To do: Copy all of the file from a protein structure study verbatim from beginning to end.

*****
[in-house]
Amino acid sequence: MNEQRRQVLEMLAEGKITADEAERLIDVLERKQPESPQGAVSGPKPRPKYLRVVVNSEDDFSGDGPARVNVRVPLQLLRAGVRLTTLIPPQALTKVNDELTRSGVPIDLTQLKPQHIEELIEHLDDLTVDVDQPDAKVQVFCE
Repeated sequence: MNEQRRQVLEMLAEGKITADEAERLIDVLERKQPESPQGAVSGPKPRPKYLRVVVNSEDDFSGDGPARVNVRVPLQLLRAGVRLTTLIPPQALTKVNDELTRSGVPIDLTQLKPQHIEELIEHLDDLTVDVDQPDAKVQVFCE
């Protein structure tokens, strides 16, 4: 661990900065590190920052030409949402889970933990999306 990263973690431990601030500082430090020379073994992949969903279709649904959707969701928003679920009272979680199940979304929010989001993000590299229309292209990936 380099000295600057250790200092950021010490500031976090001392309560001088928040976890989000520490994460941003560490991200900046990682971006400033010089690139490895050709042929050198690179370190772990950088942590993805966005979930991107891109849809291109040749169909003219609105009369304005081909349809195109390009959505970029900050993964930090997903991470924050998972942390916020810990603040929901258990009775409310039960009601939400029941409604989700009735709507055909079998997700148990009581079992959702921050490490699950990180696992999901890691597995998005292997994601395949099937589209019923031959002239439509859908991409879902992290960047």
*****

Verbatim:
[in-house]
Amino acid sequence: MNEQRRQVLEMLAEGKITADEAERLIDVLERKQPESPQGAVSGPKPRPKYLRVVVNSEDDFSGDGPARVNVRVPLQLLRAGVRLTTLIPPQALTKVNDELTRSGVPIDLTQLKPQHIEELIEHLDDLTVDVDQPDAKVQVFCE
Repeated sequence: MNEQRRQVLEMLAEGKITADEAERLIDVLERKQPESPQGAVSGPKPRPKYLRVVVNSEDDFSGDGPARVNVRVPLQLLRAGVRLTTLIPPQALTKVNDELTRSGVPIDLTQLKPQHIEELIEHLDDLTVDVDQPDAKVQVFCE
């Protein structure tokens, strides 16, 4: 661990900065590190920052030409949402889970933990999306 990263973690431990601030500082430090020379073994992949969903279709649904959707969701928003679920009272979680199940979304929010989001993000590299229309292209990936 380099000295600057250790200092950021010490500031976090001392309560001088928040976890989000520490994460941003560490991200900046990682971006400033010089690139490895050709042929050198690179370190772990950088942590993805966005979930991107891109849809291109040749169909003219609105009369304005081909349809195109390009959505970029900050993964930090997903991470924050998972942390916020810990603040929901258990009775409310039960009601939400029941409604989700009735709507055909079998997700148990009581079992959702921050490490699950990180696992999901890691597995998005292997994601395949099937589209019923031959002239439509859908991409879902992290960047």